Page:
The Lower Limb And Amputation

By: David Ravech


Amputation of a limb is a major event for an individual and can result in significant psychological difficulties as they undergo rehabilitation, get fitted for a prosthetic limb and learn to walk effectively again. The surgical planning has to be done with the aim that the patient can easily and comfortably wear the prosthesis, engage fully and speedily in rehabilitation and have a reduced level of energy expenditure when they are walking. Patients in this situation have a lot to learn - to get the prosthesis on and off, to check the skin for pressure areas, to walk on surfaces of varying difficulty and to manage the times when the prosthesis is off.

The team managing the amputee needs to be multidisciplinary and skilled in this field to get the best out of the patient in terms of independence and the team may consist of the physiotherapist, an occupational therapist, the surgeon, the personal medical practitioner, a prosthetist and advisors on social care and employment. As the industrialised countries' populations continue to age the number of amputations will also rise as the main cause of amputation is vascular disease in the periphery. The number of above knee versus below knee amputations has changed as surgeons have learned to preserve the knee joint in more cases, with seventy percent now being below knee.

Peripheral vascular disease (PVD) is the most common reason for amputation with a significant number of patients suffering an amputation on the other side within three years. Most patients are elderly and have ischaemic problems which are secondary to diabetes, with peripheral neuropathy a common difficulty which can lead to ulcers and gangrenous changes. Trauma to the lower limb which involves the arteries and nerves can be treated but may result in a leg which is painful and does not function well, meaning that an amputation would be preferable for speedy rehabilitation and return to normality.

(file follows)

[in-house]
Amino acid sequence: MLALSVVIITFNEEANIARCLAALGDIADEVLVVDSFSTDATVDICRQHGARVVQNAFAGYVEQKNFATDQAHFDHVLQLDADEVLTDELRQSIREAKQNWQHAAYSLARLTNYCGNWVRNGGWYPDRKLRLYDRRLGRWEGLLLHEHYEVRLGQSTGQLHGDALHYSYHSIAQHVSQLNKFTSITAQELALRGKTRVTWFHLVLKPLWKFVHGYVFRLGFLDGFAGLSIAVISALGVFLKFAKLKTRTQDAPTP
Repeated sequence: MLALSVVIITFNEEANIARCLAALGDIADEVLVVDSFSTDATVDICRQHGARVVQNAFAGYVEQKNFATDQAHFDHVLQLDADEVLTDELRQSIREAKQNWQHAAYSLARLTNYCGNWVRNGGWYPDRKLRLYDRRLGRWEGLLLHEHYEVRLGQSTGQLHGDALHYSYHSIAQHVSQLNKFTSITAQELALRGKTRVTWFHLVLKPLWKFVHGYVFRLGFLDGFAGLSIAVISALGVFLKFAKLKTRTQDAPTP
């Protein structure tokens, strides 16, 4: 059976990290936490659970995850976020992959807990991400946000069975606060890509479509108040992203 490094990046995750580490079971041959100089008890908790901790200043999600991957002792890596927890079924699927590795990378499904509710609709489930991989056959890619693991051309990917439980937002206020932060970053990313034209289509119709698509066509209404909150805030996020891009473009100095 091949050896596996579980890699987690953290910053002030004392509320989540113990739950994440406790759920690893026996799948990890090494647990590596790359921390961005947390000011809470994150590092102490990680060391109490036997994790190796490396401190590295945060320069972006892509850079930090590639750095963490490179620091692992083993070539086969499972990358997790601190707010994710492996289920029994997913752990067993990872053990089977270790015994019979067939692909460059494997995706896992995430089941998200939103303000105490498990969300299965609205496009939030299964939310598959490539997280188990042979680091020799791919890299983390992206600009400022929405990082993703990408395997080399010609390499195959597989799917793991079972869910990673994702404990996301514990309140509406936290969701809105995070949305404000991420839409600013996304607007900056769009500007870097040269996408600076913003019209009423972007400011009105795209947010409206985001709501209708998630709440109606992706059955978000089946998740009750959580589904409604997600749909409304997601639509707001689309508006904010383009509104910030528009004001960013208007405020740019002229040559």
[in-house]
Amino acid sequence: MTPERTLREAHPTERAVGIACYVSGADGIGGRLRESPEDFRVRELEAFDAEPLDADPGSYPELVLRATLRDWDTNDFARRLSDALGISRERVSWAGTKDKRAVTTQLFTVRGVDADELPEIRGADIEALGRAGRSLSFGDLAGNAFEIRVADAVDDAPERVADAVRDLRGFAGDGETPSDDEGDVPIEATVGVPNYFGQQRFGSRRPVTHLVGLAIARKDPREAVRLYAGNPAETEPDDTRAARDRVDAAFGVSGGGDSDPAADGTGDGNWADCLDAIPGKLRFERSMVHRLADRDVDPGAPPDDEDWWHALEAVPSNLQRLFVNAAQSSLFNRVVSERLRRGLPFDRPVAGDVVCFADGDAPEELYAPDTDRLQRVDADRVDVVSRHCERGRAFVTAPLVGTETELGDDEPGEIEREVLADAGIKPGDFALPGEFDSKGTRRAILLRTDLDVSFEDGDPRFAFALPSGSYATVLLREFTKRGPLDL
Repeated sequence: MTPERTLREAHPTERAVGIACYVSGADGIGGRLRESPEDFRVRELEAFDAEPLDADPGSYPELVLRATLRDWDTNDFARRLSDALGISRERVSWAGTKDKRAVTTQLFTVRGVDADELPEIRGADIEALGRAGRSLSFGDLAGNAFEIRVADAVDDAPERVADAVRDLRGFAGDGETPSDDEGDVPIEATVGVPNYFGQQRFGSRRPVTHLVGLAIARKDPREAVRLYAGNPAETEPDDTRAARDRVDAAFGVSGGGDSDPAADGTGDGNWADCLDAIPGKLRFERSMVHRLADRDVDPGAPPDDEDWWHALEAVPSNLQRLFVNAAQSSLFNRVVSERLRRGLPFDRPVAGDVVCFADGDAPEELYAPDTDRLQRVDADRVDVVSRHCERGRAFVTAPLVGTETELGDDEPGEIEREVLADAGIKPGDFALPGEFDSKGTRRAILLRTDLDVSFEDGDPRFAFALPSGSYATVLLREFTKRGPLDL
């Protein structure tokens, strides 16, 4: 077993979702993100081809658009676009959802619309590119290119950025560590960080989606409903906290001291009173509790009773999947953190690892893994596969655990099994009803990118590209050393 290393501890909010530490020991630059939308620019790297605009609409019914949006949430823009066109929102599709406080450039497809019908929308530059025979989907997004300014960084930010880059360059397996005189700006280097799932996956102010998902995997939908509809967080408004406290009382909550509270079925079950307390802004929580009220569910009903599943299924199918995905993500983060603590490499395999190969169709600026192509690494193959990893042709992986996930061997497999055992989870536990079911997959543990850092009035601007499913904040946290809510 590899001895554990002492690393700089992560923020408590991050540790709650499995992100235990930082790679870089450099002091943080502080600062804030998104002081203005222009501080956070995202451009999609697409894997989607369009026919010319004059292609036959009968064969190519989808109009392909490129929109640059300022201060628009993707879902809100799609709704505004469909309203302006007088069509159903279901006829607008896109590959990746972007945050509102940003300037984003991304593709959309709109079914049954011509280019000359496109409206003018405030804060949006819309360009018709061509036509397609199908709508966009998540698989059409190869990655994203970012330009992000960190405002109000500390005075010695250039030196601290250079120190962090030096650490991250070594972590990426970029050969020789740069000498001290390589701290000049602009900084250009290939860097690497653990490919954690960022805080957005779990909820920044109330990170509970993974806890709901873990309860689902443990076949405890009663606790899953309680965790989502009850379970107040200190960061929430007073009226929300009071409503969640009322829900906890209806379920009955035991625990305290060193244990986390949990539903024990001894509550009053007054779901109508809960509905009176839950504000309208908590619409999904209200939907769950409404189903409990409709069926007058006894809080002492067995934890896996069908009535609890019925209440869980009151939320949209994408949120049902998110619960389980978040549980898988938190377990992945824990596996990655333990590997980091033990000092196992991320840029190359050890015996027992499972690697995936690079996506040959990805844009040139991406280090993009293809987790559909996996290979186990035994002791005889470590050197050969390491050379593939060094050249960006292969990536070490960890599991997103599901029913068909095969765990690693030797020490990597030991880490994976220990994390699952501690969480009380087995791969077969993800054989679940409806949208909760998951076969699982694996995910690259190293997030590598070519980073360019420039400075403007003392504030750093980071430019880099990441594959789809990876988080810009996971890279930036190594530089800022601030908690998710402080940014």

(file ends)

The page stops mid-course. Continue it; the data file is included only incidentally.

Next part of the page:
Amputation is also employed for less common conditions such as infections, congenital lower leg abnormalities and tumours. The planning for an amputation should be viewed as an operation targeted at reconstruction and not just removing a body part, aiming for the planned independence and function of the patient. As the level of the amputation progresses up the leg this increases the work of walking, requiring increased levels of oxygen concentration, increased expenditure of energy levels and reducing the speed the person is able to walk. Below knee amputation shows little increase in energy needed for walking but mid thigh can increase this by fifty percent.

The energy requirements for gait are extremely important as amputated patients frequently suffer from ischaemic tissue problems or other medical conditions which lead to walking consuming much of their energy abilities. Independence in functional activities may be hard to achieve as much of their limited energy supplies is taken up with simply walking. After the amputation, due to the skin viability and ischaemic diagnosis, healing may be delayed and this can have an important bearing on the eventual outcome for the patient's independence. The soft tissues at the site of amputation must act as the connecting point between the leg and the prosthesis.

Allowing a bony area higher up to take some of the weight transfer indirectly can be successfully integrated with weight transfer sideways through the soft tissues of the lower leg. There may still be pain issues for patients despite the many advances made in modern prosthetics. Significant pain can lead to a reduction in function, reduced use of the prosthesis and even to further surgery.

PVD or peripheral vascular disease is the most prevalent reason for amputation, with elderly patients being the largest group and often having a second amputation inside three years. Ischaemia of the tissues occurs, often the result of diabetes which can then progress to neuropathy of the peripheral nerves, ulcers and eventually gangrenous changes in the limb. An accident to the leg involving open fractures and arterial and nerve damage can now be medically managed to save the leg but this may not always be positive as an amputation could permit early progress via rehabilitation towards independence.

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Jonathan Blood Smyth, editor of the Physiotherapy Site, writes articles about Physiotherapy, back pain, orthopaedic conditions, neck pain, injury management and physiotherapists in London. Jonathan is a superintendant physiotherapist at an NHS hospital in the South-West of the UK.

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